For many people, COVID-19 causes only minor symptoms, or they may never get sick at all, but for others, the disease’s impact can be severe and long-lasting. That’s what the University of Kansas Medical Center is hoping to address with its new outpatient clinic for individuals suffering with long-term COVID-19 complications.
Dr. Leslie Spike, a pulmonologist, said the clinic grew out of a network of pulmonology specialists like her who wanted to address “long-haul” symptoms, but it became clear that different patients would need different specialists.
She estimates up to 30% of COVID-19 patients could benefit from the clinic based on data about the longevity of symptoms.
Not a traditional clinic
It’s not a clinic in the traditional sense, as it won’t be a separate facility, but will be an “integrated” system that connects patients with specialists who can help them get “back to their baseline health,” Dr. Branden Comfort, a primary care physician in the KU Health System, said earlier this week.
In other words, the clinic operates virtually — like the Center for Concussion Management, said Jill Chadwick, director of media relations and Medical News Network.
The clinic will include specialists across a number of fields, including cardiology, neurology, pulmonology, physical therapy, social work and mental health.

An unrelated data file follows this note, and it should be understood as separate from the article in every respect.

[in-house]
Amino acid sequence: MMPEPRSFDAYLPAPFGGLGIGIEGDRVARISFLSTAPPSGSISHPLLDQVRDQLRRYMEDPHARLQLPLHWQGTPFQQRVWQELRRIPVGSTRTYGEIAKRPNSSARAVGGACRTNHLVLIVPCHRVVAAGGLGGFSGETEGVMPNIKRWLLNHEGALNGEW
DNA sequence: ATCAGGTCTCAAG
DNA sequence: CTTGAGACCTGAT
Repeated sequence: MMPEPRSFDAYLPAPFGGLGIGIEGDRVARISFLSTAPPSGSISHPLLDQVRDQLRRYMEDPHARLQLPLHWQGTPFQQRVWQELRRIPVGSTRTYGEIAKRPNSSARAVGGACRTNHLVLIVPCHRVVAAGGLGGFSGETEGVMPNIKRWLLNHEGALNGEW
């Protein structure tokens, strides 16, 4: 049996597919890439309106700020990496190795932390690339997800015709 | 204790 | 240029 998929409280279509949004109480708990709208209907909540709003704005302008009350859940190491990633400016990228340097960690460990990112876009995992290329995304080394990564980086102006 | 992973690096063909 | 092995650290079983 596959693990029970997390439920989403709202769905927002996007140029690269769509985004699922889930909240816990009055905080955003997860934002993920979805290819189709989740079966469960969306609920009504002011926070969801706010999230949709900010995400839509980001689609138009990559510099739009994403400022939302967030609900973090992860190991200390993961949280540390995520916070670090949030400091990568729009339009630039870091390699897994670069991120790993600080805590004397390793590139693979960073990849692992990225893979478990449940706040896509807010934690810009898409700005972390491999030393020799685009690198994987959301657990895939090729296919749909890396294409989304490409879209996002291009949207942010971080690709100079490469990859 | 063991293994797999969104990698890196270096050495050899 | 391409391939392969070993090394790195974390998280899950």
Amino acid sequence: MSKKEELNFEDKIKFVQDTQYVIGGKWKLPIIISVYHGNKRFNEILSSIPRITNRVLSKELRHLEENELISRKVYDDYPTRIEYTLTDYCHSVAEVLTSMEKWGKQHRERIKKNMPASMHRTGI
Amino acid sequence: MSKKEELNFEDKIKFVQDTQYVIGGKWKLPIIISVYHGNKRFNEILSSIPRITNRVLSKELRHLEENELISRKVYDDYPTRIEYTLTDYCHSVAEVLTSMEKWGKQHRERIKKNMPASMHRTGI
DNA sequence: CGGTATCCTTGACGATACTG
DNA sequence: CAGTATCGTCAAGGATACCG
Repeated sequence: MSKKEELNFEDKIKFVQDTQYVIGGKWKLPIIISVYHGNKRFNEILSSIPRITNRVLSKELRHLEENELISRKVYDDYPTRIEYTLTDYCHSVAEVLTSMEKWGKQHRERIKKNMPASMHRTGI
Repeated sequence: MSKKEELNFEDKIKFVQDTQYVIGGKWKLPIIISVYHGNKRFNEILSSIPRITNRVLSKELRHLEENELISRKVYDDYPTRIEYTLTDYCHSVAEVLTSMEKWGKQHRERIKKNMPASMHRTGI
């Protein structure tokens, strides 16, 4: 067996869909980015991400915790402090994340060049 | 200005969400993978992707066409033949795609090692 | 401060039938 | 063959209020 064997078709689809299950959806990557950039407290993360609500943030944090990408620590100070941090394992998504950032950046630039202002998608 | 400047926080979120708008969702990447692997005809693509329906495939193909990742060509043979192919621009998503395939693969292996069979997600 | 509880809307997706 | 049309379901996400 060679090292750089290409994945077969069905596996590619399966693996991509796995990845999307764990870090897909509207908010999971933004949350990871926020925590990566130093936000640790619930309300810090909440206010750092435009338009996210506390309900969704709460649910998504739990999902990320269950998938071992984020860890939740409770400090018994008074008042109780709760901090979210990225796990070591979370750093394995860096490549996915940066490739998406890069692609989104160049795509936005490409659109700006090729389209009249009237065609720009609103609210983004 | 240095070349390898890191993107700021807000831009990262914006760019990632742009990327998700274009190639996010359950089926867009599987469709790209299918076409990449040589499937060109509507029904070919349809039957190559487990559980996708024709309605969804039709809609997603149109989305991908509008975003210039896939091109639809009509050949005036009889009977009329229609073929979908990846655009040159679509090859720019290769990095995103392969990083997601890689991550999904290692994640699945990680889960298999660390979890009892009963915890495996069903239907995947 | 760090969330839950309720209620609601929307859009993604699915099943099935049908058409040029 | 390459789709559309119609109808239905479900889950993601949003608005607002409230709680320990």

People eligible for the clinic must show chronic COVID-19 symptoms. Those can vary but may include prolonged coughing, shortness of breath, chest pain, joint or muscle pain, persistent loss of taste or smell, cognitive impairment and debilitating fatigue. Patients should have symptoms for about 12 weeks.
“We’re going to follow these patients for as long as it takes,” Comfort said. “A lot of our patients do tend to get better over time.”
The first clinic of its kind in metro
While other similar clinics have popped up across the U.S. and around the world, Comfort believes this is the first clinic of its kind in the Kansas City metro.
For now, it will only be available to patients already in the KU Health System. He said, however, it should become available to others in the community soon. The goal is to have the logistics worked out to expand the clinic to the general community in February, Chadwick says.
“To put things in perspective, there was — and still is — a high price that a lot of people paid for us to survive and a lot of people that didn’t survive,” Anil Gharmalkar, a COVID-19 patient still recovering from the disease, said Wednesday. “The greatest thing we can do to honor them and their sacrifice is to keep moving forward.”
While not available yet, a phone number hotline will be set up for primary care physicians to call in order to connect their patients with long-haul COVID-19 symptoms with the clinic. “Nurse navigators” will be an integral part in getting those patients in the care of the specialists they need, Chadwick says.